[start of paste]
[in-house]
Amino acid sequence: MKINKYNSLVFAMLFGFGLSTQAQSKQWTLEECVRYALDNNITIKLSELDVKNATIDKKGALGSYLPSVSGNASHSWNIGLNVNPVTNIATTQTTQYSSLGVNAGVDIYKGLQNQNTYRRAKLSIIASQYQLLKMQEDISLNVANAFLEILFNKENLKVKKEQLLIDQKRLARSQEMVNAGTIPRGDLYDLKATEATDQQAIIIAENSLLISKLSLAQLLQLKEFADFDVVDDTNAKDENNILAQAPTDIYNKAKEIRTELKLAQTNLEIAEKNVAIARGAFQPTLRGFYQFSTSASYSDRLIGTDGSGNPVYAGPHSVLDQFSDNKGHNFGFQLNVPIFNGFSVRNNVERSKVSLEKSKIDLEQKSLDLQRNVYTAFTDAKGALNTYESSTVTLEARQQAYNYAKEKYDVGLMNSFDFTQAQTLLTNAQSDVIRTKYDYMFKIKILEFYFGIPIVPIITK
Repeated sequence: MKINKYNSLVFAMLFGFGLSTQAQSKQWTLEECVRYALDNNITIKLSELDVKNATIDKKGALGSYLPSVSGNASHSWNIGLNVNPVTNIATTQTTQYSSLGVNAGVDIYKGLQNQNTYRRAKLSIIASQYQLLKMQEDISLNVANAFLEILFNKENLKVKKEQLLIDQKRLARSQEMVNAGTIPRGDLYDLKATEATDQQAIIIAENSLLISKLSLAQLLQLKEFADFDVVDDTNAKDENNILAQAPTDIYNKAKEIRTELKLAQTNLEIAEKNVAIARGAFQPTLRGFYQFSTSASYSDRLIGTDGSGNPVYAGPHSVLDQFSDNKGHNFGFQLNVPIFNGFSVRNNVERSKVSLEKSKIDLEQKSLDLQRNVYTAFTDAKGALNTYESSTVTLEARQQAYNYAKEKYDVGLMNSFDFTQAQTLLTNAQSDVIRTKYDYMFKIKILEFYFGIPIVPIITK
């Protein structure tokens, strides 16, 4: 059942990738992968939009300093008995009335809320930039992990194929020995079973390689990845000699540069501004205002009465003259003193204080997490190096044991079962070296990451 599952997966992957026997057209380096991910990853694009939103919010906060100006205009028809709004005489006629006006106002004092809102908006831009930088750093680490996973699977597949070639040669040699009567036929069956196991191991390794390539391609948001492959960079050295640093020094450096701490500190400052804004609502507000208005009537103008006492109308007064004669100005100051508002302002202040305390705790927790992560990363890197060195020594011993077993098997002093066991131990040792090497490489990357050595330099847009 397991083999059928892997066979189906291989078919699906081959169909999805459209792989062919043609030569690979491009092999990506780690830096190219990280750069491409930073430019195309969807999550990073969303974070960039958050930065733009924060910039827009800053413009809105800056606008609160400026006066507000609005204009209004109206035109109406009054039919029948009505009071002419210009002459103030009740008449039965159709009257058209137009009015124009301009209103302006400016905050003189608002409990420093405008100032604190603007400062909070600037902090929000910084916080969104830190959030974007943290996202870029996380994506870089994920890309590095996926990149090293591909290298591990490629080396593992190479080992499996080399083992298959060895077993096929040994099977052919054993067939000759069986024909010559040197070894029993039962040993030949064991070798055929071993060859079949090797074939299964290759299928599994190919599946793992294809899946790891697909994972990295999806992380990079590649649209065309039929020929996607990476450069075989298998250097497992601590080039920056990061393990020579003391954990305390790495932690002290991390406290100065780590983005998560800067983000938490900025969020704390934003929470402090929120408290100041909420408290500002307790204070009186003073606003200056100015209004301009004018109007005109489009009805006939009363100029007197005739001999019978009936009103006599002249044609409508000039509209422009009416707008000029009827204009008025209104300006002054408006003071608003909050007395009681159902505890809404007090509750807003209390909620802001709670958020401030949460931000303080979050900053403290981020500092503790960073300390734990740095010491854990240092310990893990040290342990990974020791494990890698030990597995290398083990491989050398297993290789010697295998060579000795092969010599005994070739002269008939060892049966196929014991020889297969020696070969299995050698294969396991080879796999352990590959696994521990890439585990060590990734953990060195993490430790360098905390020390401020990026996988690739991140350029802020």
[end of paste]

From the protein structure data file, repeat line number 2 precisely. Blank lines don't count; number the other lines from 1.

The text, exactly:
Amino acid sequence: MKINKYNSLVFAMLFGFGLSTQAQSKQWTLEECVRYALDNNITIKLSELDVKNATIDKKGALGSYLPSVSGNASHSWNIGLNVNPVTNIATTQTTQYSSLGVNAGVDIYKGLQNQNTYRRAKLSIIASQYQLLKMQEDISLNVANAFLEILFNKENLKVKKEQLLIDQKRLARSQEMVNAGTIPRGDLYDLKATEATDQQAIIIAENSLLISKLSLAQLLQLKEFADFDVVDDTNAKDENNILAQAPTDIYNKAKEIRTELKLAQTNLEIAEKNVAIARGAFQPTLRGFYQFSTSASYSDRLIGTDGSGNPVYAGPHSVLDQFSDNKGHNFGFQLNVPIFNGFSVRNNVERSKVSLEKSKIDLEQKSLDLQRNVYTAFTDAKGALNTYESSTVTLEARQQAYNYAKEKYDVGLMNSFDFTQAQTLLTNAQSDVIRTKYDYMFKIKILEFYFGIPIVPIITK